Posted by: stackedfivehigh | September 25, 2010

No more staples

The reorganization of my files is complete, and it’s time to rehouse into acid-free folders and pull anything metal.  I find pulling staples and metal paperclips sort of meditative, though I’m sure it would get tedious after a bit.

Here’s a bit of archives vs. records management that I’ve just learned – in archives, we hate staples – it makes little holes in the paper, they rust over time, pulling them can be a nightmare on thin paper.  In my records management text, it suggests that you not use paperclips, which is what I’m steady replacing the staples with.

I would imagine the permanent preservation idea of the archives – combined with a lowered need for referencing/handling the papers makes paper clips best.  The need for preservation exceeds the increased cost of paperclips as well as the bulkiness.  With records management, depending on what you’re handling, many of the records are for rather short-term storage, and a staple is the best thing for keeping pages together.

It’s the little details that grab my attention, apparently. This week I’m learning about microforms.  I’ll admit, I’ve never thought much about microfilm – and by that I mean I’ve never spent much time thinking about it, nor did I much value it – but apparently it’s still the best method for long-term storage.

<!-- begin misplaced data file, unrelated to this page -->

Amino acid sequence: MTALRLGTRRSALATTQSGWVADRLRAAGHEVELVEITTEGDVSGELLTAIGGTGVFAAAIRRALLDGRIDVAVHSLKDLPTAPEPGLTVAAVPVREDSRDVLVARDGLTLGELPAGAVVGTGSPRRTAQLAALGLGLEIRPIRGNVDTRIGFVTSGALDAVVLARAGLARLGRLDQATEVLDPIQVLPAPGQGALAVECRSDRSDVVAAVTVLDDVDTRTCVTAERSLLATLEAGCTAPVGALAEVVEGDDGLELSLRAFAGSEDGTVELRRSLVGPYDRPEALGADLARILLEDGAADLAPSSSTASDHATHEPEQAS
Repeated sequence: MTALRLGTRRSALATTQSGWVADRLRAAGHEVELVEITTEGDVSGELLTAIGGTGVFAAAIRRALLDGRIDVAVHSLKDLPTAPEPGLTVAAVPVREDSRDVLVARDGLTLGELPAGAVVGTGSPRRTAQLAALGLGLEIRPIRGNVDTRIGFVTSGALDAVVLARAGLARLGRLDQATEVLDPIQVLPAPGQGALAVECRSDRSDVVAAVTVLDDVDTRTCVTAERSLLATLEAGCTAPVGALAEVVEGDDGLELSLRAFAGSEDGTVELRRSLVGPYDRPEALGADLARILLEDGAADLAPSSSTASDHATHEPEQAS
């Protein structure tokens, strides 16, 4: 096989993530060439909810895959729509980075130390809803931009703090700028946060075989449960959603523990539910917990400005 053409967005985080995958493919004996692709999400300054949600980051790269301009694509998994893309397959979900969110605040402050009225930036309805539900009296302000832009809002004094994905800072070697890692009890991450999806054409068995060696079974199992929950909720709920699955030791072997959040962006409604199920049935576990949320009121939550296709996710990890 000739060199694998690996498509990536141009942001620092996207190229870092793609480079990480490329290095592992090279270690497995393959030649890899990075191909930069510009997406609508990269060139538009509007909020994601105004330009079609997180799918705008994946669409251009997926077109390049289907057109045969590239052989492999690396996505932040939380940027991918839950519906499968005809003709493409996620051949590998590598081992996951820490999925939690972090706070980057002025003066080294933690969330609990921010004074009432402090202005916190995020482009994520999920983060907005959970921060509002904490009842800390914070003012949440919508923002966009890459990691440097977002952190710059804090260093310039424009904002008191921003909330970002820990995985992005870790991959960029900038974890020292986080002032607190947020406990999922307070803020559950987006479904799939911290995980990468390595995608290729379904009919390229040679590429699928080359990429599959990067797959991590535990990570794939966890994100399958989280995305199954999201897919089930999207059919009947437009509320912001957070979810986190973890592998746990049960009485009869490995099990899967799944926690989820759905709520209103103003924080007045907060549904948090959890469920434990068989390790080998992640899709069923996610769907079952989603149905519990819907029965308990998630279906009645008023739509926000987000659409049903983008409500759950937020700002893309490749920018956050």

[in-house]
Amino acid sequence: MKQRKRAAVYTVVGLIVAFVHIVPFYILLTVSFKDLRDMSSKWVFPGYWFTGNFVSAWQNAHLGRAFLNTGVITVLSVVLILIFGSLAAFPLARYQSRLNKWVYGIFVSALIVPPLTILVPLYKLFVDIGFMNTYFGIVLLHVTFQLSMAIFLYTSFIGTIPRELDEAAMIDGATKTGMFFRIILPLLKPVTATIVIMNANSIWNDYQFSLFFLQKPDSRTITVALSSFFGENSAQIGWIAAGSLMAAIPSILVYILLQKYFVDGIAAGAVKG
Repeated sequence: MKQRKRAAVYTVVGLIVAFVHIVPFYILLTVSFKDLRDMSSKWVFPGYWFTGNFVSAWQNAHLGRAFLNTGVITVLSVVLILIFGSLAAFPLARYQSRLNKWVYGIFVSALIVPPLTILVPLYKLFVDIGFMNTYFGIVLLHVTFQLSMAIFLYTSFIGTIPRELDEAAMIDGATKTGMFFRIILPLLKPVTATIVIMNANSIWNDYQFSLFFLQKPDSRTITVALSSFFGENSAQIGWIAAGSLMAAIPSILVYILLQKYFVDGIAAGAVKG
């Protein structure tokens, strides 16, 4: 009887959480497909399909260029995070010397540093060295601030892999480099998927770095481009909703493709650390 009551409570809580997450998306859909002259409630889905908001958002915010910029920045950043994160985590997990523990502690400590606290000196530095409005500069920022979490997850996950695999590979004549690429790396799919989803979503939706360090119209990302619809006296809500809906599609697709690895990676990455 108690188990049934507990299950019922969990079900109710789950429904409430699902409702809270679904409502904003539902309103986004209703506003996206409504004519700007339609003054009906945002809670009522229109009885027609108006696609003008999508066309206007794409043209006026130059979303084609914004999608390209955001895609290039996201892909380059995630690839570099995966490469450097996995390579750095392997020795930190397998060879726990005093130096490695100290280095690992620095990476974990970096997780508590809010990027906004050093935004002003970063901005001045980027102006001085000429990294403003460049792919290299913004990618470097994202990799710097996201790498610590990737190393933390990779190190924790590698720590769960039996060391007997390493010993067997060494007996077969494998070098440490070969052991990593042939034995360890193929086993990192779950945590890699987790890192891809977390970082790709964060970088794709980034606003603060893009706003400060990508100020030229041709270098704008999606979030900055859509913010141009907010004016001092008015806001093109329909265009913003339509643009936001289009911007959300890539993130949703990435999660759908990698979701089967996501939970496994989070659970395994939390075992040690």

1. I just learned that microfilm should be reliable for about 500 years. However, when my boyfriend was investigation the scans taken from microfilm for a digital library on witchcraft, the scans were hideous. I’m not sure if that was because of a poor quality image put on the microfilm or if the conversion from microfilm to digital was that bad.

    At Chapel Hill, they told us this past week that servers only last about 3 years and they’ll hit 200 TB by the end of the year, so they’re also struggling with what to do with their digital copies.

    • I’d guess it’s the scans, not the microfilm. Everyone I’ve talked to swears that stuff is excellent for quite some time.

      That’s crazy about the servers. I think there will be more movement to cloud storage, honestly. It will minimize physical storage complications.

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